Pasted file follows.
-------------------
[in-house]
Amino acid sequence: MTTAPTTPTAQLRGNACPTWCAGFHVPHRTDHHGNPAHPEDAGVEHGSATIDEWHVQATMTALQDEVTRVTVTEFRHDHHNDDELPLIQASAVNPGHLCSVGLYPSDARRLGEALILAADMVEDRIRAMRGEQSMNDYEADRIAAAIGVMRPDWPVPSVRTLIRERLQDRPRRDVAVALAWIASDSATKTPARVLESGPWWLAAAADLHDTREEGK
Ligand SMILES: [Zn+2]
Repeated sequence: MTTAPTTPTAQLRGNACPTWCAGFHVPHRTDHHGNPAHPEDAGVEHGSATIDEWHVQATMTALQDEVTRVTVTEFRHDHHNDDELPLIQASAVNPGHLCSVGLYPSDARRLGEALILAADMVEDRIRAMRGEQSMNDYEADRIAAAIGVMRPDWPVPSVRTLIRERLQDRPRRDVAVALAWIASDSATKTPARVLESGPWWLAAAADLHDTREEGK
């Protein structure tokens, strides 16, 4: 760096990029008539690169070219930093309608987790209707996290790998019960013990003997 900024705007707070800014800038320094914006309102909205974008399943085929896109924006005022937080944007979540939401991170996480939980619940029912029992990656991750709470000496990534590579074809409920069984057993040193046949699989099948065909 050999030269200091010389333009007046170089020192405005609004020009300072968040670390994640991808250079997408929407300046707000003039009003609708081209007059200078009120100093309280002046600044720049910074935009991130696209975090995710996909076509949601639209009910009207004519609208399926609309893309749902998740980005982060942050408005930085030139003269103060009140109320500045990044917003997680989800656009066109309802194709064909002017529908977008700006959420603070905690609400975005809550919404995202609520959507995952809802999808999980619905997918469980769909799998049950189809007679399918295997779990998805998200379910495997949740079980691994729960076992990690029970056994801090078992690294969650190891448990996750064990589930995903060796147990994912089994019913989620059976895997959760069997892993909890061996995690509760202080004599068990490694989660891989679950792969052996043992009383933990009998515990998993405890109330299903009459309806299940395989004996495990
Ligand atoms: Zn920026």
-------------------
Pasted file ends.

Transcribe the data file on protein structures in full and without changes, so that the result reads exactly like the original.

[in-house]
Amino acid sequence: MTTAPTTPTAQLRGNACPTWCAGFHVPHRTDHHGNPAHPEDAGVEHGSATIDEWHVQATMTALQDEVTRVTVTEFRHDHHNDDELPLIQASAVNPGHLCSVGLYPSDARRLGEALILAADMVEDRIRAMRGEQSMNDYEADRIAAAIGVMRPDWPVPSVRTLIRERLQDRPRRDVAVALAWIASDSATKTPARVLESGPWWLAAAADLHDTREEGK
Ligand SMILES: [Zn+2]
Repeated sequence: MTTAPTTPTAQLRGNACPTWCAGFHVPHRTDHHGNPAHPEDAGVEHGSATIDEWHVQATMTALQDEVTRVTVTEFRHDHHNDDELPLIQASAVNPGHLCSVGLYPSDARRLGEALILAADMVEDRIRAMRGEQSMNDYEADRIAAAIGVMRPDWPVPSVRTLIRERLQDRPRRDVAVALAWIASDSATKTPARVLESGPWWLAAAADLHDTREEGK
């Protein structure tokens, strides 16, 4: 760096990029008539690169070219930093309608987790209707996290790998019960013990003997 900024705007707070800014800038320094914006309102909205974008399943085929896109924006005022937080944007979540939401991170996480939980619940029912029992990656991750709470000496990534590579074809409920069984057993040193046949699989099948065909 050999030269200091010389333009007046170089020192405005609004020009300072968040670390994640991808250079997408929407300046707000003039009003609708081209007059200078009120100093309280002046600044720049910074935009991130696209975090995710996909076509949601639209009910009207004519609208399926609309893309749902998740980005982060942050408005930085030139003269103060009140109320500045990044917003997680989800656009066109309802194709064909002017529908977008700006959420603070905690609400975005809550919404995202609520959507995952809802999808999980619905997918469980769909799998049950189809007679399918295997779990998805998200379910495997949740079980691994729960076992990690029970056994801090078992690294969650190891448990996750064990589930995903060796147990994912089994019913989620059976895997959760069997892993909890061996995690509760202080004599068990490694989660891989679950792969052996043992009383933990009998515990998993405890109330299903009459309806299940395989004996495990
Ligand atoms: Zn920026």